While not always a domestic crime or family offense, arrests for Second Degree Aggravated Harassment in New York are fairly common in the marital, parent-child and intimate partner context. However, whether the partners have a sexual, physical or familial relationship is of no consequence. Business partners, friends and acquaintances can all run afoul of New York Penal Law 240.30. Simply, the relationship between the parties is fairly irrelevant.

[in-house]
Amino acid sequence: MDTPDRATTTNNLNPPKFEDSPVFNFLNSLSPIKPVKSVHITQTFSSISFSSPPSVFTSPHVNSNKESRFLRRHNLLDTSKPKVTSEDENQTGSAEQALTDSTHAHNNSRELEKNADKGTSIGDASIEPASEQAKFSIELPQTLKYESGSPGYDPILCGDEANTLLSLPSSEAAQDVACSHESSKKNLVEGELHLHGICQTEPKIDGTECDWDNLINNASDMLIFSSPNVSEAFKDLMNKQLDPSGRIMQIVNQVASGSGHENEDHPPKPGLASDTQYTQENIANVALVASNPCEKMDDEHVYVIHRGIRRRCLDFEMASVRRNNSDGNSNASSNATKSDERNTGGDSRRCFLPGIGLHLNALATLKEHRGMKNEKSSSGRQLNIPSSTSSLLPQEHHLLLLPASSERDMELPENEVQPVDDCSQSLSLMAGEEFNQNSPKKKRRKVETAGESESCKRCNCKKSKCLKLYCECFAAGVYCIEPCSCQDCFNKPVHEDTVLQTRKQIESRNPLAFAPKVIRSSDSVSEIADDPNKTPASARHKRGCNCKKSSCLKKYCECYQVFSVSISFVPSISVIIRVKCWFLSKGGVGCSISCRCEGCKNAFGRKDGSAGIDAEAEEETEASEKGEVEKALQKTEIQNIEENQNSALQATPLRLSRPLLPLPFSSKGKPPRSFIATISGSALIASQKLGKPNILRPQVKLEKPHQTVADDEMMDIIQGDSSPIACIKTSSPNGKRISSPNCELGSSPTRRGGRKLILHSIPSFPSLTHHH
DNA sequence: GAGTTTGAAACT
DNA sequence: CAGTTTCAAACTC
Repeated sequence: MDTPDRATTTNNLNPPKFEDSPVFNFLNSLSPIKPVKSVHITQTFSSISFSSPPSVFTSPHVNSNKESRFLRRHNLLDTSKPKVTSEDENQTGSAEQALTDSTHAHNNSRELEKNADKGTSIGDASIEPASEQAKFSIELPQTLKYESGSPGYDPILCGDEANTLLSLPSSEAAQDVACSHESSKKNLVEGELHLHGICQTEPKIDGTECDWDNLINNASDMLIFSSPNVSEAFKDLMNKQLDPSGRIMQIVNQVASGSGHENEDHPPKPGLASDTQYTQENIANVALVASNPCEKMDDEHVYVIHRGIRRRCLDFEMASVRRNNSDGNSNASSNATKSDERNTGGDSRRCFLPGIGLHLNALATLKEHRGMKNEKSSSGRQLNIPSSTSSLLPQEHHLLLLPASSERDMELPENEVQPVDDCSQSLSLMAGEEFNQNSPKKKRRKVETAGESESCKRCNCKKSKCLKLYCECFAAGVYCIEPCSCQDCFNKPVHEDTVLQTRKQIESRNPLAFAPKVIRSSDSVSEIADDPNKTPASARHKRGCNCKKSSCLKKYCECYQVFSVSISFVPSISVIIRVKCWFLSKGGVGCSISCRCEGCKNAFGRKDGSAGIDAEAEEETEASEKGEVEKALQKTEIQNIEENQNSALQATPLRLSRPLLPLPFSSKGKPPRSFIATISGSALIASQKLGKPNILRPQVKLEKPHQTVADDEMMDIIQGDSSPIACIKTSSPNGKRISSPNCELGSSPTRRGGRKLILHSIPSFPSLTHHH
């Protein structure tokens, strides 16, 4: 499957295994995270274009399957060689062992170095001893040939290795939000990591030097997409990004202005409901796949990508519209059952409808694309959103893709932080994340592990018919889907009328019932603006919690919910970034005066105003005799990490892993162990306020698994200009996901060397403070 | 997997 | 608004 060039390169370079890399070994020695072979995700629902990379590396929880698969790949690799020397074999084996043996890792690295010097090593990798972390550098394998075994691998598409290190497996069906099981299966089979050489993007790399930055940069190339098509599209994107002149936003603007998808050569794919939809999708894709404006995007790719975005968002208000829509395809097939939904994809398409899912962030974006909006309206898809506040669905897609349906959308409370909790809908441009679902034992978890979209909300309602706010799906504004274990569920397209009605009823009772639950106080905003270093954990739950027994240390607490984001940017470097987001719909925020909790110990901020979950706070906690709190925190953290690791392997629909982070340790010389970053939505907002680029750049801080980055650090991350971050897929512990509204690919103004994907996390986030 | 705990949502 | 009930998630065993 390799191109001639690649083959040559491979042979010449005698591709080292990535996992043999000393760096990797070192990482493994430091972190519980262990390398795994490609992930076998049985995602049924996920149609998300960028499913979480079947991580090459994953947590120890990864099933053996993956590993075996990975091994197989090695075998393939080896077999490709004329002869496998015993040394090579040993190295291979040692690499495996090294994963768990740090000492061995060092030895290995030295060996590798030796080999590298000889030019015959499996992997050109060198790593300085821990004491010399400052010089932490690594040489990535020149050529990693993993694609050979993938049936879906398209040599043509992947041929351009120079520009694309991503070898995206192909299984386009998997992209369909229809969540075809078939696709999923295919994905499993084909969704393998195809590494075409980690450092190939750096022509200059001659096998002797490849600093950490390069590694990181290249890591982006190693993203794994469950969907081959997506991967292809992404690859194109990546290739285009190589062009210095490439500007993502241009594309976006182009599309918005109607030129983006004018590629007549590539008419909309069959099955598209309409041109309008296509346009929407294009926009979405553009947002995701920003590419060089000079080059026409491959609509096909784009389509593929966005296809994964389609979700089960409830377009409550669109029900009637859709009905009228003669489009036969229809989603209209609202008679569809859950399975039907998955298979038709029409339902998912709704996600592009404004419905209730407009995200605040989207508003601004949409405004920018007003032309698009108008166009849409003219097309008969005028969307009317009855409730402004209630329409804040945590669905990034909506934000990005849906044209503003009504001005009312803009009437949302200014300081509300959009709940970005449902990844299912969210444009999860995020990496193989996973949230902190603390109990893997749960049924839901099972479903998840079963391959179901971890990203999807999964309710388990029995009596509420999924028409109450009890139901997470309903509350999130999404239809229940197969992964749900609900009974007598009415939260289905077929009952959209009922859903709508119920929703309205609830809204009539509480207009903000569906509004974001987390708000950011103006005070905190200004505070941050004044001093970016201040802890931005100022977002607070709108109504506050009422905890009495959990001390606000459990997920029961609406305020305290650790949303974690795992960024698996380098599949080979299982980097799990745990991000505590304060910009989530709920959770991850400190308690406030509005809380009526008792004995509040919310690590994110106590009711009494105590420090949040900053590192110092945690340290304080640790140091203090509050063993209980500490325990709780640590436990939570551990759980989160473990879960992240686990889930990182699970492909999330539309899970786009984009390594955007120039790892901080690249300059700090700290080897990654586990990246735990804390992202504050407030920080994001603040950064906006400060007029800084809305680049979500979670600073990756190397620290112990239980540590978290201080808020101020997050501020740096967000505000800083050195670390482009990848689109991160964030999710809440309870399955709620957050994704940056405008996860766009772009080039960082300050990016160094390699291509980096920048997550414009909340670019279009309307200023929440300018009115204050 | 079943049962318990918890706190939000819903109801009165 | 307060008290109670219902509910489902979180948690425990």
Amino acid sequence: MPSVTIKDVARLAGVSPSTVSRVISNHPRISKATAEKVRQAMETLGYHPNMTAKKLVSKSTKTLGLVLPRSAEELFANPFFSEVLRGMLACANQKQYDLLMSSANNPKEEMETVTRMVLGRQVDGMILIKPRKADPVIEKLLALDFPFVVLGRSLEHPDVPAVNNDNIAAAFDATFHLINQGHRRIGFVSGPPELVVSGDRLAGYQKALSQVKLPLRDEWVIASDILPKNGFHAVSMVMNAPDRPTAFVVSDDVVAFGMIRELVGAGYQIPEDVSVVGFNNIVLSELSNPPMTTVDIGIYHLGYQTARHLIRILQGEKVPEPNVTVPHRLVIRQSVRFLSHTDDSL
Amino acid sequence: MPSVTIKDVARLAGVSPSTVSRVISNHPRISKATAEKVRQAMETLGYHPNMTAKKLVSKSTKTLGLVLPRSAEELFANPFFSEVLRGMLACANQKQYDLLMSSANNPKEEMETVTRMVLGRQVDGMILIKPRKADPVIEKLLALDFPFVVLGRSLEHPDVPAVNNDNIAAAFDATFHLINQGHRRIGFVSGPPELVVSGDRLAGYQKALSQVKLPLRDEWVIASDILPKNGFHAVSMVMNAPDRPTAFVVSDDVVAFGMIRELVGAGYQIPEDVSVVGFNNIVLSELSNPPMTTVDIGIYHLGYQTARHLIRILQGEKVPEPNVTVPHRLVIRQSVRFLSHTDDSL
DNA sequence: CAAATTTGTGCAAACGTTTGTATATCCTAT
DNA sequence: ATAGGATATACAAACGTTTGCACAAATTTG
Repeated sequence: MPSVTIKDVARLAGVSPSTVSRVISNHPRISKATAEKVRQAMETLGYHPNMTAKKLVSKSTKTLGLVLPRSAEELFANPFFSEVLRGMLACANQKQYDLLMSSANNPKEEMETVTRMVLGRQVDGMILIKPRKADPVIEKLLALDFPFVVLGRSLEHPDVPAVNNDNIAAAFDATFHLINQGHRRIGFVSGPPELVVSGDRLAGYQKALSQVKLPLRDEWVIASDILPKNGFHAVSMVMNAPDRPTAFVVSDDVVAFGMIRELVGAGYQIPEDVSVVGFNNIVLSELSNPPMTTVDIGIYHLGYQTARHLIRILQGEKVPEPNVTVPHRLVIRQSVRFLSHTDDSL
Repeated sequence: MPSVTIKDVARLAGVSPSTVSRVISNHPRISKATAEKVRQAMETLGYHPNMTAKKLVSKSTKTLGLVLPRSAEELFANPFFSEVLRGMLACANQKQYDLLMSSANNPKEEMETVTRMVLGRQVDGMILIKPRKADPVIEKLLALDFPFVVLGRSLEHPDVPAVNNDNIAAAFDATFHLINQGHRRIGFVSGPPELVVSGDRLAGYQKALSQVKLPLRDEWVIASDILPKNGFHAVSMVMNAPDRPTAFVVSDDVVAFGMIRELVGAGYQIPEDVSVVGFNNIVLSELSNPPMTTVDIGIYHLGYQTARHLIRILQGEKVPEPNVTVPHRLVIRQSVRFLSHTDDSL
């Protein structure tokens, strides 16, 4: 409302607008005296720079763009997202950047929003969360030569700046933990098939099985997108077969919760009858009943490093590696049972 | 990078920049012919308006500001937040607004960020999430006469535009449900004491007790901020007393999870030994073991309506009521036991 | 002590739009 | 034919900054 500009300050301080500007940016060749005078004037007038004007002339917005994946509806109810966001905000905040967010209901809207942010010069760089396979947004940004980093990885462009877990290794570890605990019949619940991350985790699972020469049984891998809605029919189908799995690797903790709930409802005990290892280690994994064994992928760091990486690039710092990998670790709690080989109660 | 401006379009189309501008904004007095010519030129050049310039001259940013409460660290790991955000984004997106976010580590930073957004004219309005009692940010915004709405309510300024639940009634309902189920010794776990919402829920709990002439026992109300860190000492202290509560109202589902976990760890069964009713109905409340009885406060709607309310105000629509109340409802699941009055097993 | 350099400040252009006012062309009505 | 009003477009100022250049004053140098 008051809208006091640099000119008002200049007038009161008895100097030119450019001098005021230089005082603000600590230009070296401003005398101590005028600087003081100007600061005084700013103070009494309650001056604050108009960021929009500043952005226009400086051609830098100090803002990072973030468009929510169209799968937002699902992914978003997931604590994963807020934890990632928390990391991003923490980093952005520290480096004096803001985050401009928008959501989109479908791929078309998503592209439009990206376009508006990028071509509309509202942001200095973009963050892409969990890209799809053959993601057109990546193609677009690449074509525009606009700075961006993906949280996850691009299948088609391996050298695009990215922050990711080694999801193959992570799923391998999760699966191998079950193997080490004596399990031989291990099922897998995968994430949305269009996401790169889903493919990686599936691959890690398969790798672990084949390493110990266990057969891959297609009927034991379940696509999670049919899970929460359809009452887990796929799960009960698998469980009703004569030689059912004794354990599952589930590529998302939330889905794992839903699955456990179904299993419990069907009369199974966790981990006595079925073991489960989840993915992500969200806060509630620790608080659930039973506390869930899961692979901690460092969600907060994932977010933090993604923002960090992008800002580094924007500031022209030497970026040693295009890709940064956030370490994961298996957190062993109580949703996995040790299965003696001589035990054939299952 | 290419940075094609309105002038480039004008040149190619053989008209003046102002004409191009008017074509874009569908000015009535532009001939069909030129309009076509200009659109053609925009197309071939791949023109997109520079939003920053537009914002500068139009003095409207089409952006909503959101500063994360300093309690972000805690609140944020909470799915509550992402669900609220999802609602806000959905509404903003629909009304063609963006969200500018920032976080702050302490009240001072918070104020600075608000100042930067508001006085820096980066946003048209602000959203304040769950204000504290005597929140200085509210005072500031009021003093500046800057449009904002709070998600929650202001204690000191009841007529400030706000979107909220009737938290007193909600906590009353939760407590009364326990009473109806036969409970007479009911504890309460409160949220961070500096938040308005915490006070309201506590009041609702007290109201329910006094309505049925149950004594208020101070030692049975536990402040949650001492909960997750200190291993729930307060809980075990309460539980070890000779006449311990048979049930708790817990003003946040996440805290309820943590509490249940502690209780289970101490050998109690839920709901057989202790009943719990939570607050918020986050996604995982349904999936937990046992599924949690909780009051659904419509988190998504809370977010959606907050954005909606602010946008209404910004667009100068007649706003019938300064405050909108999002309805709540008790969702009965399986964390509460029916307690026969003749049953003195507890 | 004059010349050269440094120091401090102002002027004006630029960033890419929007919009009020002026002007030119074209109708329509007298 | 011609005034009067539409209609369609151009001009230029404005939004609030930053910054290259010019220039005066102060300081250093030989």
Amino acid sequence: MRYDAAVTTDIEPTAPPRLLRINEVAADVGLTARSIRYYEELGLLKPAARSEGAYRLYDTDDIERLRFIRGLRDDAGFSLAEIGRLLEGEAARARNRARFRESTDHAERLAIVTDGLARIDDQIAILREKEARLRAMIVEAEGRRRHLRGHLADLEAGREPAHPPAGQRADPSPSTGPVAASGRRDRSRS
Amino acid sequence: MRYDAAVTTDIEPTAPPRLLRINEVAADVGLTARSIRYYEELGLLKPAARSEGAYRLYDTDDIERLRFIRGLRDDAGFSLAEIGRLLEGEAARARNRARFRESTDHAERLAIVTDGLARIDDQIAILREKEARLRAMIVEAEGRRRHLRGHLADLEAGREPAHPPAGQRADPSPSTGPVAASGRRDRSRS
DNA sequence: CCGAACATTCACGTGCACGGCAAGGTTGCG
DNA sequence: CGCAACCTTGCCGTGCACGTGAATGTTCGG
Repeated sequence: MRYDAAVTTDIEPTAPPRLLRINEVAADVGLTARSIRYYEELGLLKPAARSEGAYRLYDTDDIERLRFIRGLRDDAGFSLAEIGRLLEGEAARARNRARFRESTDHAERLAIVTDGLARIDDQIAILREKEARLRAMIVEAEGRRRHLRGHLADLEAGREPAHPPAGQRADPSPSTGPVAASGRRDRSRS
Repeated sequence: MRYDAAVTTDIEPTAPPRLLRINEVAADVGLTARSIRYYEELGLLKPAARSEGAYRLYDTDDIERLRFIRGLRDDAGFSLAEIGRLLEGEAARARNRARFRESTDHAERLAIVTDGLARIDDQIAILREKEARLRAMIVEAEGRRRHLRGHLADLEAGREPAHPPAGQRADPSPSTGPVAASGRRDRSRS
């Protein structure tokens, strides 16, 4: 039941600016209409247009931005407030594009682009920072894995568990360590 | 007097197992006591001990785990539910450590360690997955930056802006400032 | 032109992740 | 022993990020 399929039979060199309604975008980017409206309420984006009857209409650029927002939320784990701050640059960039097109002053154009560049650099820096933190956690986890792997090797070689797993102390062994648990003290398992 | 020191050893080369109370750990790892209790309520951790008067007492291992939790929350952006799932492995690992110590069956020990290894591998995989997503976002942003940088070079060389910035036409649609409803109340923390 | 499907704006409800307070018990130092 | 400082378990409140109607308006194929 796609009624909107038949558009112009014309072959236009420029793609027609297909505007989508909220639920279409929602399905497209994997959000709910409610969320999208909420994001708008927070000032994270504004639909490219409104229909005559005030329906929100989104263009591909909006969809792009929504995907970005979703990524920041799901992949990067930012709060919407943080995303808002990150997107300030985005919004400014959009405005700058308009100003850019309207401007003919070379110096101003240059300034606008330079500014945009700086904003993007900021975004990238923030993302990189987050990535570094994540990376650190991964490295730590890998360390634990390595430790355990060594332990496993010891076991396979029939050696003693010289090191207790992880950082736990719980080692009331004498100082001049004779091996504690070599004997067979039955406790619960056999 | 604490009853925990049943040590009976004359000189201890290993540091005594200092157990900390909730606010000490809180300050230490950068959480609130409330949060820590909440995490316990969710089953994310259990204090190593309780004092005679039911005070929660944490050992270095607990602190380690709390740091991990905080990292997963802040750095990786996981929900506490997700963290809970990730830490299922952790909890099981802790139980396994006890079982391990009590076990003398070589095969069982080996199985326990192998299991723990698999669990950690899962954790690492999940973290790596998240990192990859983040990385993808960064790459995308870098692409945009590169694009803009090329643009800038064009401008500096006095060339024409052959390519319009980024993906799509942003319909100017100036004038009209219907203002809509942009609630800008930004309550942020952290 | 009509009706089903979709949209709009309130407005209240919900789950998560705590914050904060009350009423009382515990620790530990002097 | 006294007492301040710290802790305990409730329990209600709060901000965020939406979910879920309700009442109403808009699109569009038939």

If the nature of the relationship is irrelevant in a Second Degree Aggravated Harassment prosecution, what about how a threat is made? Does a clearly bogus threat violate the law irrespective of whomever the recipient may be? What about a joking threat? For that matter, what constitutes a “true threat?” This blog entry will not merely address this last question, but briefly examine whether a conditional threat is the same as a true threat for the purpose of PL 240.30.